The random and disconnected notes that follow, drawn from a hazy and failing memory of events that took place almost sixty years ago, are a contribution to the Sarwar Reference. Very broadly speaking, they deal with two related issues that have received only marginal attention in the contributions made so far – the presence of the Communist Party in Karachi, and the causes of the inability of the student movement to sustain itself beyond the early 50s.

Continue reading

Reference for student leader – press release

Press Release

for favour of publication


Lahore August 6: A Reference for the pioneering student leader Dr. Muhammad Sarwar will be held here at HRCP’s Dorab Patel Auditorium on Saturday August 8 at 5 p.m.

Dr. Muhammad Sarwar was amongst founding leaders of the Democratic Students Federation (DSF) and the All Pakistan Students Organisation (APSO). He was also instrumental in the formation of Inter-Collegiate Body of Karachi (ICB) which along with DSF spearheaded the students struggle for the acceptance of students charter of demands in 1953.

Twice elected to the office of General Secretary (national), Pakistan Medical Association (PMA) that continues to play a leading role in the affairs of medical profession, Dr. Muhammad Sarwar was amongst those who had formulated a people-friendly health policy. It was unfortunate that the policy, duly presented to the concerned quarters by the PMA, remains unimplemented.

Born at Allahabad, Dr. Sarwar came to Pakistan in 1948 and joined Dow Medical College,Karachi. After graduation he practiced for over forty (40) years at his clinic in the lower middle class locality, Golimar,

Coinciding with his Birthday, the Reference for Dr.Muhammmad Sarwar, will be addressed by Mr. Hameed Akhtar; Mr.I.A. Rehman;Mr. Abid Hasan Minto;Dr. Haroon Ahmad, Dr. M. Ilyas, Prof. Afzal Tauseef, Ms. Salima Hashmi; Dr.Izhar Chaudhry General Secretary PMA,Punjab, Mr.Farooq Tariq LPP leader,Mr.S.M. Naseem former editor “Students’ Herald”, Zaman Khan, Ammar Ali Jan, Dr. Farrukh Gulzar and Zakia Sarwar.

The Reference will be followed by tea. Later, participants may join discussion to be facilitated by Mr. S.M. Naseem, Beena Sarwar and Ali Cheema.

Issued on behalf of: Friends and Admirers of Dr. Muhammad Sarwar

By (Husain Naqi)


NOTE: MR MINHAJ BARNA AND DR ENVER SAJJAD ARE ALSO EXPECTED TO ARRIVE IN LAHORE FOR THE REFERENCE

Dr Sarwar – student activism photos and as a PMA office bearer

Dr Sarwar – Dow, PMA & other pix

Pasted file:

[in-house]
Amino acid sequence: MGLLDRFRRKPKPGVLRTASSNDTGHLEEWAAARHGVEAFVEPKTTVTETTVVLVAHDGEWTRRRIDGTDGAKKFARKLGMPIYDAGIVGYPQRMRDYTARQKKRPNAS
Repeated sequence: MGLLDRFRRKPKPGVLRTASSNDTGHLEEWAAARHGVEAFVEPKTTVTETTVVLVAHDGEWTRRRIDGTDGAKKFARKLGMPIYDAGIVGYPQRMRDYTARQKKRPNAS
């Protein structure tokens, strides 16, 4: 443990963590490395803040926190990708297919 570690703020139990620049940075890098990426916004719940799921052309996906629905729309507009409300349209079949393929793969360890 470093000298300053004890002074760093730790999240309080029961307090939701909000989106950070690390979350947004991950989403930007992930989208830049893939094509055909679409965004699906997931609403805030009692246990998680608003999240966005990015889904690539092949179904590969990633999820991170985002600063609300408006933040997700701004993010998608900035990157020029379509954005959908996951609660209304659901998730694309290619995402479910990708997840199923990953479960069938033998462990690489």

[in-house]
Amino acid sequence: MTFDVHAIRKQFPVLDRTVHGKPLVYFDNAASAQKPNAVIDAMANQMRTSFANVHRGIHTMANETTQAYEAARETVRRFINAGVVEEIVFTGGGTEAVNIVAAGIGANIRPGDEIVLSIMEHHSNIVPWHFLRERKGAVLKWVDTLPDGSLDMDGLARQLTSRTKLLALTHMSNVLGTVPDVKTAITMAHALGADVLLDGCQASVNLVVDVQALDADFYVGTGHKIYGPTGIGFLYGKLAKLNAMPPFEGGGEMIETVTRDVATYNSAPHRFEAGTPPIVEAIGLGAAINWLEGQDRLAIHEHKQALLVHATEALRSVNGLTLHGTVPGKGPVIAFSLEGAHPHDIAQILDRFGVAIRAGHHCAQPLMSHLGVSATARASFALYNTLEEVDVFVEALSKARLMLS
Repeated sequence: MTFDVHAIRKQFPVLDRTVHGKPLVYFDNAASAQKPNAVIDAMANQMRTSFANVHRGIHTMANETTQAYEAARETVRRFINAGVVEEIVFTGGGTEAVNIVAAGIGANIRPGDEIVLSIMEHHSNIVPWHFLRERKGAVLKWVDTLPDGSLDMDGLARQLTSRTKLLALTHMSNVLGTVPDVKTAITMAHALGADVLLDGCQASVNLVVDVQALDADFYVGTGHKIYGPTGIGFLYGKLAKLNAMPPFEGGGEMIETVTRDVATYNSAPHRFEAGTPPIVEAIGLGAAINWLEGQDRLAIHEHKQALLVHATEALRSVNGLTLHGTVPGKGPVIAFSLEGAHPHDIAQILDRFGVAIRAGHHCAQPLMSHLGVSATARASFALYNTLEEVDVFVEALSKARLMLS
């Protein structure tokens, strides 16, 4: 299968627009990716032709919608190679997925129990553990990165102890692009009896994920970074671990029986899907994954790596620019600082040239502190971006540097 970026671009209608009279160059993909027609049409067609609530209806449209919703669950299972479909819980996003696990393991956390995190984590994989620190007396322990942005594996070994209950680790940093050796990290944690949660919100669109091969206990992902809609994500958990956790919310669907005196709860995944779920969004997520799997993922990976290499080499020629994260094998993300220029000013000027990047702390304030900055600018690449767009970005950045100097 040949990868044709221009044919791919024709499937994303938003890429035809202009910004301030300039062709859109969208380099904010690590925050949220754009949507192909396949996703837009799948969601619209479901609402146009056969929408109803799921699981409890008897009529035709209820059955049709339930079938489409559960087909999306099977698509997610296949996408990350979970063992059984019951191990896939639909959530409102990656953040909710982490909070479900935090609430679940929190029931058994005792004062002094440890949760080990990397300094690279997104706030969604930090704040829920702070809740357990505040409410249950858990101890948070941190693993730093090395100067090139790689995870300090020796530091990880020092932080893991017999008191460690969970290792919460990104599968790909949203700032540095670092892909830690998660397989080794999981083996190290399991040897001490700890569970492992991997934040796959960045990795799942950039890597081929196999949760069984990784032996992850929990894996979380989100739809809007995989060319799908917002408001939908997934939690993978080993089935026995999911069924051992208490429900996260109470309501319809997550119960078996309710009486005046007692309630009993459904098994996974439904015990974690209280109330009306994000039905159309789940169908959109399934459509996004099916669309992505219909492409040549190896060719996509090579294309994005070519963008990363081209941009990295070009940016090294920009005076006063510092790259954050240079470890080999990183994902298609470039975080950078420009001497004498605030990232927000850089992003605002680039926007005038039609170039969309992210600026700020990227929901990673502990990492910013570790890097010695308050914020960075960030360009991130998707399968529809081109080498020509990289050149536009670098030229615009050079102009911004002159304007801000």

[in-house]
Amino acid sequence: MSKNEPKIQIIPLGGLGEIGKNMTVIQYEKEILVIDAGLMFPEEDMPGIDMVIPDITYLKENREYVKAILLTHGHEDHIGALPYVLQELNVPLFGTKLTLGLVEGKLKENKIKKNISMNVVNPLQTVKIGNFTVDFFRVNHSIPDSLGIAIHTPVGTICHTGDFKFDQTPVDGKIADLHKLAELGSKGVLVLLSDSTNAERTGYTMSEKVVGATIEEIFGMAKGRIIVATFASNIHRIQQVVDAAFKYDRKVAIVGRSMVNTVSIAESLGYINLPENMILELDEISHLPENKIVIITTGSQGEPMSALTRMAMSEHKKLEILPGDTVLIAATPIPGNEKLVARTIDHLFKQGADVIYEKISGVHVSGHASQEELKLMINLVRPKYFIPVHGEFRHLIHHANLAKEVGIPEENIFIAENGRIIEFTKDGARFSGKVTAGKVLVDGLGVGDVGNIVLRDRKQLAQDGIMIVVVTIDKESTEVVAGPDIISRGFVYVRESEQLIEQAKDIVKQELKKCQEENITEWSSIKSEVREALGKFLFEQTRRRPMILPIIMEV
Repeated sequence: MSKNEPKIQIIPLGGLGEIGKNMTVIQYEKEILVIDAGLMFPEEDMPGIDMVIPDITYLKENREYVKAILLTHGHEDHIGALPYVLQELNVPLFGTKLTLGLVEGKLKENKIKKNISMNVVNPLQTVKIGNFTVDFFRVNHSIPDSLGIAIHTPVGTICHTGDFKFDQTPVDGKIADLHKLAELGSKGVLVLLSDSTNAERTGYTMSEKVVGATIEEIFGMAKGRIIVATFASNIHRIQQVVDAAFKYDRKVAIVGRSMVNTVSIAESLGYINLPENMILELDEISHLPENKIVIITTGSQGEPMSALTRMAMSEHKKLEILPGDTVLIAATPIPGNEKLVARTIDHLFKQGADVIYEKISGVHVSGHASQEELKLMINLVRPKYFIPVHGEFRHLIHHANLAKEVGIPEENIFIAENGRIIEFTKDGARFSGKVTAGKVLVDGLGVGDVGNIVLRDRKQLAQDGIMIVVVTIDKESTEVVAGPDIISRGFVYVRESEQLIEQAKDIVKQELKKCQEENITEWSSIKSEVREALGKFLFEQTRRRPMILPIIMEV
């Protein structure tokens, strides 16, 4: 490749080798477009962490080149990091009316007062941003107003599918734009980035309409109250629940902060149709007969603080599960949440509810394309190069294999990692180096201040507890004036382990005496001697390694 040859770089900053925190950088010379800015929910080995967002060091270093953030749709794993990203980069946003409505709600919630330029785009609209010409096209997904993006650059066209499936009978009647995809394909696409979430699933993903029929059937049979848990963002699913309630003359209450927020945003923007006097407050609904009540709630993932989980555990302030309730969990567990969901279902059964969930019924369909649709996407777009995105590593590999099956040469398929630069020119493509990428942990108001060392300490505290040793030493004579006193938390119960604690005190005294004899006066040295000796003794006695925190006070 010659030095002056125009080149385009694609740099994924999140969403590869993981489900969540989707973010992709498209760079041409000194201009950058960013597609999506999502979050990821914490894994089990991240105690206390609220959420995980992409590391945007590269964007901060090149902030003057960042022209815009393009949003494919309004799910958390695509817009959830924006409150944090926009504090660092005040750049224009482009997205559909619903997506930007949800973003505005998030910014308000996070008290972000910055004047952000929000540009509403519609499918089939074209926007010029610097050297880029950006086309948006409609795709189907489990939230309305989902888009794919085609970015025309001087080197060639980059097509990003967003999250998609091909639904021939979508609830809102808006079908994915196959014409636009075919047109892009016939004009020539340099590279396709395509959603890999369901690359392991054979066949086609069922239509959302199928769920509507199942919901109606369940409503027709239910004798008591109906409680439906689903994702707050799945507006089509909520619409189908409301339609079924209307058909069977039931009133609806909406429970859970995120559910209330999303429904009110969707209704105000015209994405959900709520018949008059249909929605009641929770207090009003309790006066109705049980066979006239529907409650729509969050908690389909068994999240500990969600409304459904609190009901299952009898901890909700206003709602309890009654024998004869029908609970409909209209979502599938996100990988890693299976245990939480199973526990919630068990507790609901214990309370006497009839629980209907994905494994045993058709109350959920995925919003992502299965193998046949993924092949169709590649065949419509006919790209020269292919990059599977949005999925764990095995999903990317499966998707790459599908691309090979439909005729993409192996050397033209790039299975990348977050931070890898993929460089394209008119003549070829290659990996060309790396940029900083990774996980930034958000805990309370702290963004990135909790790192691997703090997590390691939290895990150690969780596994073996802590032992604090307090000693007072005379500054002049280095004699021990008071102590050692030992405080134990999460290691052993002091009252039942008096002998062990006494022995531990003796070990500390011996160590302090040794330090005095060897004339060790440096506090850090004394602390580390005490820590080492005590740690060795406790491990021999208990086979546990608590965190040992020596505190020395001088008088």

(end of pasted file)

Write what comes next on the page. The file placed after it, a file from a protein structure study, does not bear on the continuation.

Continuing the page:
Reference for Dr Sarwar, Aug 8, 5.00 pm, HRCP Lahore

Final-Dr Sarwar reference-flyerFinal-Dr Sarwar reference-flyer

‘This wonderful Doc’ (2) – by Beena Sarwar

Published in ‘The News on Sunday’, Pakistan, July 5 2009. An abridged version, first published in HardNews. The title is borrowed from Ali Jafari’s tribute posted earlier at this blog.

Newly weds at Karachi beach circa 1960s - Zakia & Sarwar

Newly weds at Karachi beach circa 1960s – Zakia & Sarwar. Photo by Dr Haroon Ahmed

by Beena Sarwar

She is not the grave-visiting sort. A white-haired dynamo with luminous eyes, she pioneered teacher training and teaching English in Pakistan (as a second language in large classrooms with limited resources). The activism inculcated in her native Pratapgarh in UP, India, remained with her after the migration to Pakistan in the late 1950s, later nurtured and encouraged by the life partner she found.

Zakia met Sarwar after moving from Lahore to Karachi in 1961. The unconventional, long-limbed Allahabad-born doctor was known as the ‘hero of the January movement’. Visiting Karachi for a holiday after Partition he had stayed on after being admitted to Dow Medical College. There, he started Pakistan’s first student union in 1949 (corrected from 1951), catalysing the first nationwide inter-collegiate students’ body. When the government ignored the students’ demands (including lower fees, better lab and hostel facilities and a full-fledged university campus) the students held a ‘Demands Day’ procession on January 7, 1953. Police brutally baton-charged and tear-gassed them, and arrested their leaders. They were set free hours later under pressure from students staging a sit-down in front of the education minister’s house, refusing to budge until their release.

Sarwar addressing a students' meeting

Sarwar addressing a students’ meeting, Karachi early 1950s

The momentum continued with another procession on Jan 8. This time, they were confronted by armed police. Trying to negotiate with the police to let them pass Sarwar realised that their threat of opening fire was deadly earnest, he tried to stop the students from going forward. Charged up, many surged ahead anyway. The police opened fire. Seven students and a child were killed on that ‘Black Day’. Over 150, including Sarwar, were injured.

The college principal Col. Malik visited the family to get them to persuade Sarwar to give up his activism. The support of Akhtar, his even taller older brother, a well known journalist, gave him the courage to resist. Both were jailed during the crackdown on progressive forces coinciding with America’s McCarthy years, after Pakistan and America signed a military pact (Sarwar received his final MBBS results in 1954 while in prison for a year).

The January Movement’s impact can be gauged by the Khawaja Nazimuddin government’s eventual acceptance of most of the students’ demands. The students were even asked to approve the blueprints of Karachi University (based on Mexico University). In the 1954 provincial elections it was a student leader defeated the seasoned politician Noor-ul-Amin in former East Pakistan.